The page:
How the Volkswagen Scandal Has Changed Me

ecobee3: Our supposedly energy-efficient new thermostat. I doubt it.
ecobee3: Our “energy-efficient” new thermostat. The app really sells it.

When we bought our 2010 Volkswagen Jetta Sportwagen TDI, our fond hope was that we would have it for at least ten years. That’s one of the great things about diesel engines, Dave told me after much research. They can go forever. And a diesel that was also clean-burning? At last, technology and principles aligning! Then some stuff happened.

I brought home new coffee from the co-op. I cut open the top, hoping it would smell like Peet’s. It smelled good, but not as good as Peet’s.

“This smells good,” I said, shoving the bag at Dave and hoping he would say it smelled as good as Peet’s.

“Mm,” he nodded appreciatively. “But not as good as Peet’s.”

“Nothing smells as good as Peet’s,” I allowed, tossing the fair trade, people-supported, beautifully-designed packaging, perfectly good-smelling co-op coffee under the bus.


“It’s a certain sweetness,” Dave mused.

“They all have it…” I added, looking for the right sweetness identifier.

“…But I can tell them all apart,” Dave clarified.

“Me too! I would totally know if I was drinking Major Dickasons versus Garuda,” I claimed, though secretly I wondered, would I?


“Each Peet’s blend is distinct, but they that all have that…” Dave paused.






“… something,” he finished.


It was a quiet, blissful moment that would have been otherwise unremarkable…


“We need to either get to Peet’s or go back to the subscription service, though it feels too expensive,” was what I was about to say.


At the Peet’s coffee factory, during the roasting process, workers pour the requisite amount of the synthetic extract “Peets No. 7” into the vat. This chemical cocktail was developed after much market research and consultation with a French aroma company operating out of a shell corporation China. They’ve calculated exactly how much Peets No. 7 must be added to each batch to create the “proprietary Peet’s brand nose-feel experience” while maximizing ROI. Too much and people will suspect foul play. Too little and they won’t find it compelling; they’ll abandon Peet’s for the stuff at the Co-op. Or Folgers. Or maybe Peet’s IS Folgers with Peet’s No. 7 added.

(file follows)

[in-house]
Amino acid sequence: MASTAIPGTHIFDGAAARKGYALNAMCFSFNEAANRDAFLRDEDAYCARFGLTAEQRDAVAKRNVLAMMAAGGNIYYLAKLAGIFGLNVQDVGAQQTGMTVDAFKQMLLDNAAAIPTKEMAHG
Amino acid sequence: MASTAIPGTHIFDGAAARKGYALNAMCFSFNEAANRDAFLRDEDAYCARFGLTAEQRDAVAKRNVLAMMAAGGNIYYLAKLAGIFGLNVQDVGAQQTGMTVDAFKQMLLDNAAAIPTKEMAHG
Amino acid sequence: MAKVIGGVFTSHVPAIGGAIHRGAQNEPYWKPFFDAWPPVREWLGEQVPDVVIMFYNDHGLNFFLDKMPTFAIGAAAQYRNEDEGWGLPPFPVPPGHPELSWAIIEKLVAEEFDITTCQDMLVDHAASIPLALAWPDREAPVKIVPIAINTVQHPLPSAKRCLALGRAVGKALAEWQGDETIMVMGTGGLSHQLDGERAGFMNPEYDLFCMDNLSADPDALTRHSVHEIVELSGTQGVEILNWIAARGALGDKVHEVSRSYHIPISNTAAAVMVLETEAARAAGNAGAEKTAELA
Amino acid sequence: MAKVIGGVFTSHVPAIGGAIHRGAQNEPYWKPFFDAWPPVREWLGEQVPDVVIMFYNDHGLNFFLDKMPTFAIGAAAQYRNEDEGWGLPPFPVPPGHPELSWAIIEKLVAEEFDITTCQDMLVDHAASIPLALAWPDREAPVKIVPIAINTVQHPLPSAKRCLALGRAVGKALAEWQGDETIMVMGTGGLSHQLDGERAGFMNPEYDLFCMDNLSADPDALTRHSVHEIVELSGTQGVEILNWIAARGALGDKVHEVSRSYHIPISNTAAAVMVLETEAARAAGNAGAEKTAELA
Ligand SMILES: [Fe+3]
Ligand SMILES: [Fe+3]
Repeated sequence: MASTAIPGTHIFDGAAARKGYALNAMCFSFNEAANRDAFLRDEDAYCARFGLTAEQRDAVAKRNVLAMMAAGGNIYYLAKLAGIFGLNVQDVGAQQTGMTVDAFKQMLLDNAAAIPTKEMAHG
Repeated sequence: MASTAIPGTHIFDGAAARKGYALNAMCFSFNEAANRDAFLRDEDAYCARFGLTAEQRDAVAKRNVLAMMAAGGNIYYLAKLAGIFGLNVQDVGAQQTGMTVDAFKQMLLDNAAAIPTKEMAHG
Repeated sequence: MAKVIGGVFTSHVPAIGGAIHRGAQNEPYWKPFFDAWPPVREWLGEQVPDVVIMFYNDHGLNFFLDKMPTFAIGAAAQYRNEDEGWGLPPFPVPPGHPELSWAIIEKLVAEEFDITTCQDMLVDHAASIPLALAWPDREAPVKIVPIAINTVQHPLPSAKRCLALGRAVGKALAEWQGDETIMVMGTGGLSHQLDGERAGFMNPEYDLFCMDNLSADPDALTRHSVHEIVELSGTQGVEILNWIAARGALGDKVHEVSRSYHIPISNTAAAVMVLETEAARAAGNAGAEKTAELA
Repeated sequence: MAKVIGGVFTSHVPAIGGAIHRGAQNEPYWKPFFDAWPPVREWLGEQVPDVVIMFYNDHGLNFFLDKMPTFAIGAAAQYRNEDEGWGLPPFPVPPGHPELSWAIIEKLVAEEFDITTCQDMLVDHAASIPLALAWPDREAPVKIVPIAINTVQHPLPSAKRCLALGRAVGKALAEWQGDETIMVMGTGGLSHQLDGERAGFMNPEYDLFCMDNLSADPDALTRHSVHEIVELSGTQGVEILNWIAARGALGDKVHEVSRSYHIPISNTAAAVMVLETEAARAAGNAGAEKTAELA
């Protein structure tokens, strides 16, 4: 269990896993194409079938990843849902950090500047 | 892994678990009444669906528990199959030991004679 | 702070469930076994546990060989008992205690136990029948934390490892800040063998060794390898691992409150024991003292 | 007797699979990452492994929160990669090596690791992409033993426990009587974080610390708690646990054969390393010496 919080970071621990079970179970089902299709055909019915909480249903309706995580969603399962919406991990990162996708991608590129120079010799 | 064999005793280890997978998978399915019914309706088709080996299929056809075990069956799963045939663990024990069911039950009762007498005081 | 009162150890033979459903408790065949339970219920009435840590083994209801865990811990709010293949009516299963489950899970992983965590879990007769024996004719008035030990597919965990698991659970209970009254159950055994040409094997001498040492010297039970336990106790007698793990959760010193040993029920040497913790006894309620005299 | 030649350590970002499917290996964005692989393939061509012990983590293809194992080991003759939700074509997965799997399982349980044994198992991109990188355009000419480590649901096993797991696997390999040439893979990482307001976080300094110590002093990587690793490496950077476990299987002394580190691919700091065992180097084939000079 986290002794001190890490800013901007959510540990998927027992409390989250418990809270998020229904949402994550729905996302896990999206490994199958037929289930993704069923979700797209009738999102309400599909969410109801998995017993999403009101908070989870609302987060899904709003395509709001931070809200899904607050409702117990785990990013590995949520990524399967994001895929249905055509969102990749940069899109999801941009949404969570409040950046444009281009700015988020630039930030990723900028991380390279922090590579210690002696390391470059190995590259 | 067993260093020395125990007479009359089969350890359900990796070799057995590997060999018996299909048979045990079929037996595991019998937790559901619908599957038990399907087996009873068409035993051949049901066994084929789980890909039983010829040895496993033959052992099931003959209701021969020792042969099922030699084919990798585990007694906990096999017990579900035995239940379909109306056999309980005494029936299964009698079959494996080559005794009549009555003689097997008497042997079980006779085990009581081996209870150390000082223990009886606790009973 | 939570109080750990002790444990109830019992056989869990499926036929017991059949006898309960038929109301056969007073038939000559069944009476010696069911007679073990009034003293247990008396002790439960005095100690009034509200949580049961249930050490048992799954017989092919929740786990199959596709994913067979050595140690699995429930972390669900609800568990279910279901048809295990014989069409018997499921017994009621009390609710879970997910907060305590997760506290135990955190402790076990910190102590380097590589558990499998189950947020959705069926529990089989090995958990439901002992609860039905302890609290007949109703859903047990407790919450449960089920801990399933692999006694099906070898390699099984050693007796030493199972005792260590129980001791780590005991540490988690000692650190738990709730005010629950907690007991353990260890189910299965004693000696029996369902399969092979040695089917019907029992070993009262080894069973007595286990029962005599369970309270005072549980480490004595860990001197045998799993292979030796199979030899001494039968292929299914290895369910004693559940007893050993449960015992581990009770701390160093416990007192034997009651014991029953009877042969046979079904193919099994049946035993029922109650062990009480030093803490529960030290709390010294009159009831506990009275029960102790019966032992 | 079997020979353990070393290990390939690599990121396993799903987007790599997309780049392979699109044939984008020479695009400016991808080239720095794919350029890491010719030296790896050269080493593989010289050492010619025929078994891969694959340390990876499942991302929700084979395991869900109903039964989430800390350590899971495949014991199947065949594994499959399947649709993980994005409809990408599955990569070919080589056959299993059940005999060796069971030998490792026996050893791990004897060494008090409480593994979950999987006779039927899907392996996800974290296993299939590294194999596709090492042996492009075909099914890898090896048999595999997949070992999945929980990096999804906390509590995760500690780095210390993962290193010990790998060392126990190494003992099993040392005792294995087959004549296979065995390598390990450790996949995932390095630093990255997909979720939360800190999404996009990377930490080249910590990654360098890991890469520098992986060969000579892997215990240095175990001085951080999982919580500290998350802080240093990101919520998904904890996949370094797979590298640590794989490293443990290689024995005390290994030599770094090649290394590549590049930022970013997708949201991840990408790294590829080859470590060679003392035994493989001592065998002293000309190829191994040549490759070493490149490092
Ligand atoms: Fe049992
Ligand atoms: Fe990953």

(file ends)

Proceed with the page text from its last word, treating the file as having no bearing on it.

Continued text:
Old, pre-Volkswagen me would scoff.

Of course Peet’s is different, the coffee itself is better, Peet’s started in Oregon and everyone is pure there. They just wouldn’t DO that.

New, post-Volkswagen me isn’t even shocked.

I just nod dismissively, “Yeah, they probably would,” and pour the co-op coffee into the canister with the rest of the Peet’s because why bother.

Ditto Trader Joe’s “Gluten Free” Waffles, So-Delicious “Vegan” Ice Cream, Room and Board “Made in America” furniture, “eco” bee thermostats, all recycling…

That’s how.

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Our vacation: a pop quiz

You get one clue.
You get one hint.

Dave and I spent a week up north to be in nature, see some colors, and generally relax. In the list below, can you spot the 2 things we DIDN’T do to make our vacation a success?

  1. Locate vacuum cleaner immediately upon arrival and vacuum entire cottage.
  2. Replace  fluorescent  bulbs with LEDs purchased at hardware store in town.
  3. Sweep front steps and walk, though no one’s coming over we hope.
  4. Rearrange living room furniture. Twice.
  5. Outfit the dog for woodsy hikes in bright orange hunting vest, bright orange hunting collar, and blinking light for collar, then mostly walk on the beach.
  6. Purchase a sled.
  7. Consider purchasing a 1000-piece Jesus puzzle but ultimately decide on a pack of cards.
  8. Nestle in front of the fire with dog curled adorably in shower stall.
  9. Plan and cook meals that make best use of the available pots and pans.